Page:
The Bad:

  • I’d like to see some method of ensuring the handguard cannot twist off in the field. Having “wings” or something would give me piece of mind.


Final Thoughts:

Its hard to say one rail is distinctly better than another, so rather than say that, I can safely say that the JL Billet is at least as good as other high-end offerings.

100% made in the USA by a small shop, it embodies the innovation and craftsmanship of someone who takes pride and joy in their work. While most will be content with an extruded model that focuses on performance and price, the JL Billet (and all his products) showcase what can be done when you throw low-cost out the window and focus on what can be created when form takes priority over function.


Nathan S

One of TFB’s resident Jarheads, Nathan now works within the firearms industry. A consecutive Marine rifle and pistol expert, he enjoys local 3-gun, NFA, gunsmithing, MSR’s, & high-speed gear. Nathan has traveled to over 30 countries working with US DoD & foreign MoDs.

The above post is my opinion and does not reflect the views of any company or organization.


  • A.WChuck

    The hand guard looks good, but making that out of a billet seems very wasteful of material, not to mention time. Still at $199 it is reasonably priced, as you said.

    That target was shot standing not benched, right?

  • BillC

    Weight, length? No other metrics? Any other length options or colors from factory?

  • Blake

    No matter how many times I read this sentence I can’t make any sense of it: “The front of the receiver slants forward slightly, which is nice for any “Costa” style shooters who run their thumb across the top of a rail, giving it slightly more purchase.”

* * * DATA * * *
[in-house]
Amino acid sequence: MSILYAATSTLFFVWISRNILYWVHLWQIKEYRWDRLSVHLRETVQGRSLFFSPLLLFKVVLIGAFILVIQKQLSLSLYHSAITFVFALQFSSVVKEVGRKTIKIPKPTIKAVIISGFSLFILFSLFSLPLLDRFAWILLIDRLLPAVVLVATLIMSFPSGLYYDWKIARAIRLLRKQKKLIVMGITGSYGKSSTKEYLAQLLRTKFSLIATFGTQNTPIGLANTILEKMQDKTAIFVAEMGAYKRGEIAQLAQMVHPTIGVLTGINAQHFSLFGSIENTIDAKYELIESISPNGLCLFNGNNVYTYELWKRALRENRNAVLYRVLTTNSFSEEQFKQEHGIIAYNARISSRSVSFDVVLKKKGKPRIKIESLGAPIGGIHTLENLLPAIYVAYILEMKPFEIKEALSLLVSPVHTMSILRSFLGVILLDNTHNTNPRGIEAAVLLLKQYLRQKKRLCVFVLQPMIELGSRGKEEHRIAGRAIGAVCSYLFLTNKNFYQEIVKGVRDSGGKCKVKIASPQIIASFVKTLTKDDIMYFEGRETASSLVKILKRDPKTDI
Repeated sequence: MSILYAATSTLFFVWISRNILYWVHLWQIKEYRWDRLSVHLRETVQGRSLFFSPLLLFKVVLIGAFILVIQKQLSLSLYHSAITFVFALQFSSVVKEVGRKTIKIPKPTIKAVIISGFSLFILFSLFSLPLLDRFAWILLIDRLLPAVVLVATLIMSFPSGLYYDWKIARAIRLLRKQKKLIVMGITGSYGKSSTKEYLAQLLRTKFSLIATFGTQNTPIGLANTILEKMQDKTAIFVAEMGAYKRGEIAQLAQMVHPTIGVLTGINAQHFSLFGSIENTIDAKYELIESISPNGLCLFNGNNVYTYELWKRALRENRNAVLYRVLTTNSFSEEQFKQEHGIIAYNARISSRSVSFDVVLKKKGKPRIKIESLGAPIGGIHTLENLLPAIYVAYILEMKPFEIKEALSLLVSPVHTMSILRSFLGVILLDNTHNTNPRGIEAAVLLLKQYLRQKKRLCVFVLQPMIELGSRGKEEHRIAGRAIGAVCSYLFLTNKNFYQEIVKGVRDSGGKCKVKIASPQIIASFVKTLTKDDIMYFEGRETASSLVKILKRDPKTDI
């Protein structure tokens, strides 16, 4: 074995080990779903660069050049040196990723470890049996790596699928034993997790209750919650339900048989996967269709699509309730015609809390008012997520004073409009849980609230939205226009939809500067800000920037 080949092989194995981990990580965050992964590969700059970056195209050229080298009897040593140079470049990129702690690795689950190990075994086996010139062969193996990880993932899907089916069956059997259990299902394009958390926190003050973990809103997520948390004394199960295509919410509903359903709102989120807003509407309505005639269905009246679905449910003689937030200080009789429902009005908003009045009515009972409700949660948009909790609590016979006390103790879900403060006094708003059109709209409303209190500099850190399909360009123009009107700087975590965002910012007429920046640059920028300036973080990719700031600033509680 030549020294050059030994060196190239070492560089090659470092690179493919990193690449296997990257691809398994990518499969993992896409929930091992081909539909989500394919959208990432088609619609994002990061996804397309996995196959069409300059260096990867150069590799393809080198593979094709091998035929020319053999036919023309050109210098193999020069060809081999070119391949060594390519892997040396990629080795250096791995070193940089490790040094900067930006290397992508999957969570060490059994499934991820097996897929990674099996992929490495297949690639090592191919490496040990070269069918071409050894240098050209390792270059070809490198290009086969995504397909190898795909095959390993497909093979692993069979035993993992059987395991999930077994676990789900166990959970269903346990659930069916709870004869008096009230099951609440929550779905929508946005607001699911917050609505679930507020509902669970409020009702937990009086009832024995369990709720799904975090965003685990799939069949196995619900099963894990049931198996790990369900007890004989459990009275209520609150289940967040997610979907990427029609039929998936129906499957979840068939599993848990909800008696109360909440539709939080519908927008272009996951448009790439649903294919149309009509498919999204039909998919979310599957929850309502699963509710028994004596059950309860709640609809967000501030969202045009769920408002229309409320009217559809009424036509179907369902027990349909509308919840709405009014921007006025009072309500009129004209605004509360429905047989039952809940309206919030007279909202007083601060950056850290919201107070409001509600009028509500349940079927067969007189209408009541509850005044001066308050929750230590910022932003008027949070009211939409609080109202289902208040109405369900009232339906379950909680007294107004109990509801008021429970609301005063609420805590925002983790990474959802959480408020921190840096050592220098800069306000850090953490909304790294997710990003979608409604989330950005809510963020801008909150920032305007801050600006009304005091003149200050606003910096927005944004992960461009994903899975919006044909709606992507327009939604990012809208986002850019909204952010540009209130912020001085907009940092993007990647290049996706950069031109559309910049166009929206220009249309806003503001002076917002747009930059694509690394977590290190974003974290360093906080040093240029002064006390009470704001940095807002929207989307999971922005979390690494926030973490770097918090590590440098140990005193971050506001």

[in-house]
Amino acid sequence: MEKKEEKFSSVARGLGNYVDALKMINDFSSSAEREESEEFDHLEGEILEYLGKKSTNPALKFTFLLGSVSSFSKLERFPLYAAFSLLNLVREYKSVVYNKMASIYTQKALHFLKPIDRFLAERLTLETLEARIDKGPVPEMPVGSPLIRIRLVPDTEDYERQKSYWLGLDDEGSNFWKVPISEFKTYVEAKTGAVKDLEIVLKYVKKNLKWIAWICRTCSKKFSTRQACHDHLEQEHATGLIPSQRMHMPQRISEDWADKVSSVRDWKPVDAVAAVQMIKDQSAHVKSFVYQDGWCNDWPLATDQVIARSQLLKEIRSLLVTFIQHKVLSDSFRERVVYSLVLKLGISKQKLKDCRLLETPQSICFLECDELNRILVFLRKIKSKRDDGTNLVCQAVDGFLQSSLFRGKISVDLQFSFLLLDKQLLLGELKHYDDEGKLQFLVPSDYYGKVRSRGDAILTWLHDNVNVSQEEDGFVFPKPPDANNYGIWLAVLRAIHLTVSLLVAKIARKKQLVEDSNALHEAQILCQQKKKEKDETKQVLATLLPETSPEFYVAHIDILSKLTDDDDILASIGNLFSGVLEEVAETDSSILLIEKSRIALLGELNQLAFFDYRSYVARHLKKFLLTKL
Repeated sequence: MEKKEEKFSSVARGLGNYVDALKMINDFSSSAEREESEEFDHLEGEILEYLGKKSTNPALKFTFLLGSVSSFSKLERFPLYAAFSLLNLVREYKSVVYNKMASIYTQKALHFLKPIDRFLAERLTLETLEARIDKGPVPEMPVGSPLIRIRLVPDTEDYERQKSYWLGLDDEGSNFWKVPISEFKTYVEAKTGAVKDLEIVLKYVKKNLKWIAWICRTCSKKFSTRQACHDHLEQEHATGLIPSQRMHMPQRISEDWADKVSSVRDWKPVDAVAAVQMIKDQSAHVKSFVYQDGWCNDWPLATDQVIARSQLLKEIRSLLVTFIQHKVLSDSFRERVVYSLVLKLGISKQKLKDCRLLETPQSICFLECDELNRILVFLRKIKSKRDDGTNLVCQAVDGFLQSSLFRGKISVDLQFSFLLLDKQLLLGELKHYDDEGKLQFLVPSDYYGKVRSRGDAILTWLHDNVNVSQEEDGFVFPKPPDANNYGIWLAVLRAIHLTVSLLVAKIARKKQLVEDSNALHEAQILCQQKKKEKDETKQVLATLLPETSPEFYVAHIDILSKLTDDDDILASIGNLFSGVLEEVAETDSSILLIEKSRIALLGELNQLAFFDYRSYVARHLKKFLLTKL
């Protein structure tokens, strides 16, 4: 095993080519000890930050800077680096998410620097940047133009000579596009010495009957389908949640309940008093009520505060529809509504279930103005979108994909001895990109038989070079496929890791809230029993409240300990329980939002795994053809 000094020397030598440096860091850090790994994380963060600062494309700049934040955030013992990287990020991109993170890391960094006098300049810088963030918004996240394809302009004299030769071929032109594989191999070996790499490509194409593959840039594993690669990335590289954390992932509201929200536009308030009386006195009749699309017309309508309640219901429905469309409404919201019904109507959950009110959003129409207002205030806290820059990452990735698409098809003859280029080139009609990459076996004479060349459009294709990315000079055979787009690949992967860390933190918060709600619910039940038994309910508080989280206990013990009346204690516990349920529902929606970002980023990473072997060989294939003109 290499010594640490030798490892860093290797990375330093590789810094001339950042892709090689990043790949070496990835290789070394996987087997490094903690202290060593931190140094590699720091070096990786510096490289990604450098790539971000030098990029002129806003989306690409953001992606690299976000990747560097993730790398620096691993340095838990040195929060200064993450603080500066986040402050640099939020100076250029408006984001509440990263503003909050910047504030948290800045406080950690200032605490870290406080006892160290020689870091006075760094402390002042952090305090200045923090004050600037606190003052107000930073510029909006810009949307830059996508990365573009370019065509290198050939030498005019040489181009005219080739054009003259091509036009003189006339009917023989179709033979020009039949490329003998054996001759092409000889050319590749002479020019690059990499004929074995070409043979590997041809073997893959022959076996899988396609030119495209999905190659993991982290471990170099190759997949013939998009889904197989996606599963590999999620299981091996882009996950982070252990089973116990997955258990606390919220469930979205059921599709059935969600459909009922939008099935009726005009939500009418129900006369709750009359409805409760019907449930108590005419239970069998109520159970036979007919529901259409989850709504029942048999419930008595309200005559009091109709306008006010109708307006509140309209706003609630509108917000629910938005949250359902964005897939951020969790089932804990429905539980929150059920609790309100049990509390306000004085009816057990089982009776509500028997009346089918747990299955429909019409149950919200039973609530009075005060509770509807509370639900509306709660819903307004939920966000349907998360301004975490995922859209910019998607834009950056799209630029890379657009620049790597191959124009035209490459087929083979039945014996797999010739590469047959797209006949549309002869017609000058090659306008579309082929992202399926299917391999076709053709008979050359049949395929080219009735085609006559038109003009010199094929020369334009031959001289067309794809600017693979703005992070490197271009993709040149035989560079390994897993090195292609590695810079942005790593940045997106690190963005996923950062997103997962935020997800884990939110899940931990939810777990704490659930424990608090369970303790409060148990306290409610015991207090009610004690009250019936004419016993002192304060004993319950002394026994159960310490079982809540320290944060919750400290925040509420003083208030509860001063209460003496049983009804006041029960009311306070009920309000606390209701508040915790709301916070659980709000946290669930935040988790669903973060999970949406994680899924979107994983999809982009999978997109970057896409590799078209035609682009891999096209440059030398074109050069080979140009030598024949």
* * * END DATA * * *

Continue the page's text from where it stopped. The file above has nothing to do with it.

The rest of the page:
I can’t think of any dimension/shape of the receiver that would affect where your thumb is placed, and what the receiver has to do with the forward half of the rail. Does anyone understand what he is talking about?

    • myndbender

      Give the guy a break. You know he was referring to the handguard. I get it, you are a bit above average in critical reading, but you could’ve wasted far less space pointing out ONE typo, geez! Firearms, not SAT prep!

      • Blake

        No, no I didn’t. The entire rest of the paragraph is talking about the receiver, why would I go and plug in other gun parts to see if they fit when the paragraph is centered around receivers? I don’t know exactly how much you have going on, but if I could I would not have wasted my time asking. Bit salty and sensitive aren’t we?

  • Black Mamba

    Full specs please! Awesome looking setup

  • Larry

    For his custom billet rifle, I would have thought he would have either used a longer forearm or a barrel that uses a shorter gas set up. Having the gas block exposed is asking for failure of the rifle function as is designed, unless he wants a single shot rifle. I agree with A.WChuck, it is definitely a waste of material and man power.